Alan P Molloy

St. Vincents University Hospital, Dublin, Leinster, Ireland

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Publications (10)12.73 Total impact

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    ABSTRACT: It has been estimated that approximately 520,000 injury presentations are made to Irish accident and emergency departments each year. Fractures account for 20 % of these injuries. Circular external fixators (frames) have been shown to be a safe and effective method of treatment for long bone fractures where internal fixation is impossible or in-advisable. We present the outcomes of all frames applied at our institution for stabilisation of acute fractures over a 20-year period. We retrospectively reviewed a prospectively compiled database of all frames applied in our institution and identified all frames which were applied for acute lower limb trauma. We identified 68 fractures in 63 patients. There were 11 femoral fractures and 57 tibial fractures. All fractures were classified using the AO Classification system, and most fractures were Type C fractures. We used an Ilizarov frame for 53 fractures and a Taylor Spatial Frame for 15 fractures. The mean time in frame was 365 days for a femoral fracture and 230 days for a tibial fracture. There were five tibial non-unions giving an overall union rate of 93 %. Factors associated with non-union included high-energy trauma and cigarette smoking. The vast majority of lower limb fractures can be treated using 'conventional' methods. Complex fractures which are not amenable to open reduction and internal fixation or cast immobilisation can be treated in a frame with excellent results. The paucity of published reports regarding the use of frames for complex trauma reflects the under-utilisation of the technique.
    Irish Journal of Medical Science 12/2014; · 0.51 Impact Factor
  • Alan P Molloy, Gary C O'Toole
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    ABSTRACT: The incidence of cancer is increasing worldwide, with the advent of a myriad of new treatment options, so is the overall survival of these patients. However, from an orthopaedic perspective, there comes the challenge of treating more patients with a variety of metastatic bone lesions. The consequences of such lesions can be significant to the patient, from pain and abnormal blood results, including hypercalcemia, to pathological fracture. Given the multiple options available, the treatment of bone metastasis should be based on a patient-by patient manner, as is the case with primary bone lesions. It is imperative, given the various lesion types and locations, treatment of bone metastasis should be performed in an individualised manner. We should consider the nature of the lesion, the effect of treatment on the patient and the overall outcome of our decisions. The dissemination of primary lesions to distant sites is a complex pathway involving numerous cytokines within the tumour itself and the surrounding microenvironment. To date, it is not fully understood and we still base a large section of our knowledge on Pagets historic "seed and soil" theory. As we gain further understanding of this pathway it will allow us develop more medical based treatments. The treatment of primary cancers has long been provided in a multi-disciplinary setting to achieve the best patient outcomes. This should also be true for the treatment of bone metastases. Orthopaedic surgeons should be involved in the multidisciplinary treatment of such patients given that there are a variety of both surgical fixation methods and non-operative methods at our disposal.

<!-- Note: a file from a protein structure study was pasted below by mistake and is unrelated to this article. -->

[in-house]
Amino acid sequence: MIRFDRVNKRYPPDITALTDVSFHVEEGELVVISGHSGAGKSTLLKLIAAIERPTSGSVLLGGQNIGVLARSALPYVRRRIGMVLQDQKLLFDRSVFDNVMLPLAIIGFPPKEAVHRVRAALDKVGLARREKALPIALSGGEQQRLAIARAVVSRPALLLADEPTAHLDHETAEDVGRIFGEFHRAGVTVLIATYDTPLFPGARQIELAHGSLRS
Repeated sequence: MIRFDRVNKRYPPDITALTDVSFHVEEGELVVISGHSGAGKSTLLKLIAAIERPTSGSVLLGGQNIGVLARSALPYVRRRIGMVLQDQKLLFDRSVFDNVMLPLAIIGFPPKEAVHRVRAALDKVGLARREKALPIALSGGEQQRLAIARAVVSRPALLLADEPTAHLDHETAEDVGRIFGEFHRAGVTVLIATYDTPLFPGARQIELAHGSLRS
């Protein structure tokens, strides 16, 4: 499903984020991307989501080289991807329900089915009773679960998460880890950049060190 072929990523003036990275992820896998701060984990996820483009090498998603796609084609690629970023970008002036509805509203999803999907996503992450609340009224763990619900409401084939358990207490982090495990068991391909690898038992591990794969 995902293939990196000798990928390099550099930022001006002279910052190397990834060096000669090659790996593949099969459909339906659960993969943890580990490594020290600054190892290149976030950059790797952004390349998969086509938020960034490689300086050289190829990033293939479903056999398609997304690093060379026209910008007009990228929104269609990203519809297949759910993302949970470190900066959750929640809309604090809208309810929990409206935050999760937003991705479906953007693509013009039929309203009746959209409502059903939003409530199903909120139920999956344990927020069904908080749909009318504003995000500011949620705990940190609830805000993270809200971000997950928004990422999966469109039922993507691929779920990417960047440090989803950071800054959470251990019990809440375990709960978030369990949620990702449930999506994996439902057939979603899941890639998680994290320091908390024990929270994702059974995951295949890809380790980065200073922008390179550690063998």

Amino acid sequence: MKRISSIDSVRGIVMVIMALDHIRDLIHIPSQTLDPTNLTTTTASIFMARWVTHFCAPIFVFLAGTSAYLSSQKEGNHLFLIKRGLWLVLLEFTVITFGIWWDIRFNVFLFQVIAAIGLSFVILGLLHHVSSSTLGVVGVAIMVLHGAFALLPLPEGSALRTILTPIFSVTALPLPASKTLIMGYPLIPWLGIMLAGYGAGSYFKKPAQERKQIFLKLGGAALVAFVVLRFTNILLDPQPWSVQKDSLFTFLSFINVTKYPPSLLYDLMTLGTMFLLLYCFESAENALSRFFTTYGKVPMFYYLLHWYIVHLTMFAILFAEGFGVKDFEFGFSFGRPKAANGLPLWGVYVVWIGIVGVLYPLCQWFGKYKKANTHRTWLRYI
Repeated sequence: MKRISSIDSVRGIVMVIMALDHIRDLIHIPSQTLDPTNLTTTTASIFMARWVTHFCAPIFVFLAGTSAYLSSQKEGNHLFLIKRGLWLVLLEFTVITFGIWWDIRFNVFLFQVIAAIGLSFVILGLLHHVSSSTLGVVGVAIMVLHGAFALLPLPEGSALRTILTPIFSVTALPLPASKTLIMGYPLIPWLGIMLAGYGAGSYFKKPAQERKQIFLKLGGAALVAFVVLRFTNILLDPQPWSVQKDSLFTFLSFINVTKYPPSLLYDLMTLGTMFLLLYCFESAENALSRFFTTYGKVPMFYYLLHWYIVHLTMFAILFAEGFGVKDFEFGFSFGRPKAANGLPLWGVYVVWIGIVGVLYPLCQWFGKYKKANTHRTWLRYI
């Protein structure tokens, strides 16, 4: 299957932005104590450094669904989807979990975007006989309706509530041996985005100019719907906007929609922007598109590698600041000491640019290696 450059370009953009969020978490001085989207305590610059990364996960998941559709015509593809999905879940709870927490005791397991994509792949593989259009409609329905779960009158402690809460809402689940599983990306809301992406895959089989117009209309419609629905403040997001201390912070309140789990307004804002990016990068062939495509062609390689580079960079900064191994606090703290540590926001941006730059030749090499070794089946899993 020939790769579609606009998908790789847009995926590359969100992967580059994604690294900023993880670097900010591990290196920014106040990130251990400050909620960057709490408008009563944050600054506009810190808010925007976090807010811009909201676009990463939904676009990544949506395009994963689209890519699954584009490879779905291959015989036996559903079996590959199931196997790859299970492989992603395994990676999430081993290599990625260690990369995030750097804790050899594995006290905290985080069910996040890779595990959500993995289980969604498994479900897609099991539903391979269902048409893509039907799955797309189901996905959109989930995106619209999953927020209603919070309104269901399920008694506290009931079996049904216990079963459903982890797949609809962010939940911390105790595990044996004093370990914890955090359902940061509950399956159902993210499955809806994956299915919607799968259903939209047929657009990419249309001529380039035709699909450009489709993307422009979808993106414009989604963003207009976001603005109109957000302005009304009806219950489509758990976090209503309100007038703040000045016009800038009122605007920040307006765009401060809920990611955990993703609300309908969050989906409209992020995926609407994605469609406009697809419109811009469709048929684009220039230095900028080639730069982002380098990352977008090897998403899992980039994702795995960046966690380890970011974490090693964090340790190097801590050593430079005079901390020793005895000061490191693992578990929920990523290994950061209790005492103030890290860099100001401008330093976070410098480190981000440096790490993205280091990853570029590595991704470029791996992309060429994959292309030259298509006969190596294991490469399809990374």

World journal of orthopedics. 07/2013; 4(3):114-9.
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    Case Reorts in Orthopaedics. 05/2013;